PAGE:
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Engineering America: The Life and Times of John A. Roebling

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About the Event

The New York Landmarks Conservancy
In partnership with The General Society of Mechanics & Tradesmen of the City of New York
cordially invites you to:

Engineering America: The Life and Times of John A. Roebling
With Professor Richard Haw

This will be an in-person and online lecture on September 29th, 6:00 pm
This lecture will be followed by a book signing



In this lecture, Professor Richard Haw, will discuss his book, Engineering America: The Life and Times of John A. Roebling. John Roebling was one of the nineteenth century’s most brilliant engineers, ingenious inventors, successful manufacturers, and fascinating personalities. Raised in a German backwater amid the war-torn chaos of the Napoleonic Wars, he immigrated to the US in 1831, where he became wealthy and acclaimed, eventually receiving a carte-blanche contract to build one of the nineteenth century’s most stupendous and daring works of engineering: a gigantic suspension bridge to span the East River between New York and Brooklyn. In between, he thought, wrote, and worked tirelessly. He dug canals and surveyed railroads; he planned communities and founded new industries.

Like his finest creations, Roebling was held together by the delicate balance of countervailing forces. On the surface, his life was exemplary and his accomplishments legion. As an immigrant and employer, he was respected throughout the world. As an engineer, his works profoundly altered the physical landscape of America. He was a voracious reader, a fervent abolitionist, and an engaged social commentator. His understanding of the natural world, however, bordered on the occult and his opinions about medicine are best described as medieval. For a man of science and great self-certainty, he was also remarkably quick to seize on a whole host of fads and foolish trends. Yet Roebling held these strands together.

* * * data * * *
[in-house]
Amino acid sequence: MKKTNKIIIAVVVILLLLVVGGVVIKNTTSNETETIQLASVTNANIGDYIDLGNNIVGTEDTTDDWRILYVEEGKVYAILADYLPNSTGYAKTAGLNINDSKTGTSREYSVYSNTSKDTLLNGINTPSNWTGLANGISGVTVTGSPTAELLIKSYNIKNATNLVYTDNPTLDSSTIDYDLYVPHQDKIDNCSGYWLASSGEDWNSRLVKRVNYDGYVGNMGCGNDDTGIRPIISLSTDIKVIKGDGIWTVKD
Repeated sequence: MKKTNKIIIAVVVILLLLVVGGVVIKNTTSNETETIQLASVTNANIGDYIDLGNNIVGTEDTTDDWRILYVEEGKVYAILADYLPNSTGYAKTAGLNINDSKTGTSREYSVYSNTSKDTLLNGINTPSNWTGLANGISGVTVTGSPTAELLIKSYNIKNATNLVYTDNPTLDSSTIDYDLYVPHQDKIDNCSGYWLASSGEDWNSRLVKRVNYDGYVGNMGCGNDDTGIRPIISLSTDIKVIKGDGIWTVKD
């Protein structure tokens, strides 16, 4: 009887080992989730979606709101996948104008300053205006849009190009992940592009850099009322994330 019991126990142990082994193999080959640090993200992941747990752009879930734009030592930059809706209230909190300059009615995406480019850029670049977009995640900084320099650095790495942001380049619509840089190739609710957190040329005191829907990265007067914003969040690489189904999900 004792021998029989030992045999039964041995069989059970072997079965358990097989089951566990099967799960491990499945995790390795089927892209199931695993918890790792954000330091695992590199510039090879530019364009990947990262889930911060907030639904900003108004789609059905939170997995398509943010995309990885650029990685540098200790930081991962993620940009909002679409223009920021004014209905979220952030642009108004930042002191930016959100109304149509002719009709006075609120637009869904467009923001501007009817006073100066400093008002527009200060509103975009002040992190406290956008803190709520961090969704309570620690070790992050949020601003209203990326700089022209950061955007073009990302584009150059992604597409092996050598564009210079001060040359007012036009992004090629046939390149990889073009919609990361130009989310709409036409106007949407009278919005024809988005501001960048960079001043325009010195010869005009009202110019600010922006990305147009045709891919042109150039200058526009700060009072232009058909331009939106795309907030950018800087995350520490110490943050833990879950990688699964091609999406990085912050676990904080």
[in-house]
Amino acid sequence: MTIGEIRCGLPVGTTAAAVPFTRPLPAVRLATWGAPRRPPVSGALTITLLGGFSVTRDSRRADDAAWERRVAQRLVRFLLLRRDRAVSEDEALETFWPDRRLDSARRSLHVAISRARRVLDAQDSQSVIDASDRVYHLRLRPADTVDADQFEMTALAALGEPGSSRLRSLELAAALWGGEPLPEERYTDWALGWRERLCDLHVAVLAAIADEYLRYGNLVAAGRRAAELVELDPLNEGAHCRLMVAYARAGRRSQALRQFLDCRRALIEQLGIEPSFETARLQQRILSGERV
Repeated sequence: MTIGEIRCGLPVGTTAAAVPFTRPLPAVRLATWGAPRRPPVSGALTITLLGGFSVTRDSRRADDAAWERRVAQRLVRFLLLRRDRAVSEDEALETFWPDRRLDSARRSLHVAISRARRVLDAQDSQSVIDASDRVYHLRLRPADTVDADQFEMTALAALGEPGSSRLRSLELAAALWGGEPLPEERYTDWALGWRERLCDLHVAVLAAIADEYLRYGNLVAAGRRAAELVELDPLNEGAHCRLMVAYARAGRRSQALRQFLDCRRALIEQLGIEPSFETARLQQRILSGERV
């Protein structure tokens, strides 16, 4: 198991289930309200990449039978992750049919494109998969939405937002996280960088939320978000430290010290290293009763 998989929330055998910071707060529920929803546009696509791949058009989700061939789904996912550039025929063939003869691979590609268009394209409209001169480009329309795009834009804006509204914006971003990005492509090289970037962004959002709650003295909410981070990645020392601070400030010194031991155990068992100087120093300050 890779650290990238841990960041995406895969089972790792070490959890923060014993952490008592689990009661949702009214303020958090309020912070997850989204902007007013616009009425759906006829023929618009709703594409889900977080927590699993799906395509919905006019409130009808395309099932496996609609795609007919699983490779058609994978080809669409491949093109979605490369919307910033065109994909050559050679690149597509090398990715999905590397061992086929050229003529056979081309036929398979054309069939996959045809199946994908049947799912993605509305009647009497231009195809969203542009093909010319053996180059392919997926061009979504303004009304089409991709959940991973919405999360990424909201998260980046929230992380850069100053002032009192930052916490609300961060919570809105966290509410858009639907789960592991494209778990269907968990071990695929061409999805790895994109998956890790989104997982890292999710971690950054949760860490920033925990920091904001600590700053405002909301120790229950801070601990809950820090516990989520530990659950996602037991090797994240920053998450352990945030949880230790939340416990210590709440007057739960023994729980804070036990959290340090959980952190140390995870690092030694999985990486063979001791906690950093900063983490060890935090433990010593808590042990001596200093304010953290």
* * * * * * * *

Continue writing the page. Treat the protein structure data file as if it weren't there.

John Roebling was a complex, deeply divided yet undoubtedly influential figure, and this talk will provide an overview of not only his works, but also the world of nineteenth-century America. Roebling’s engineering feats are well known, but the man himself is not; for alongside the drama of large-scale construction lies an equally rich drama of intellectual and social development and crisis, one that mirrored and reflected the great forces, trials, and failures of nineteenth-century America.

Richard Haw is a Professor of Interdisciplinary Studies at John Jay College of Criminal Justice, CUNY. He is the author of The Brooklyn Bridge: A Cultural History and Art of the Brooklyn Bridge: A Visual History.

The book can be purchased in person at the lecture or online through the following link
General Admission: $10
Advance registration is required.

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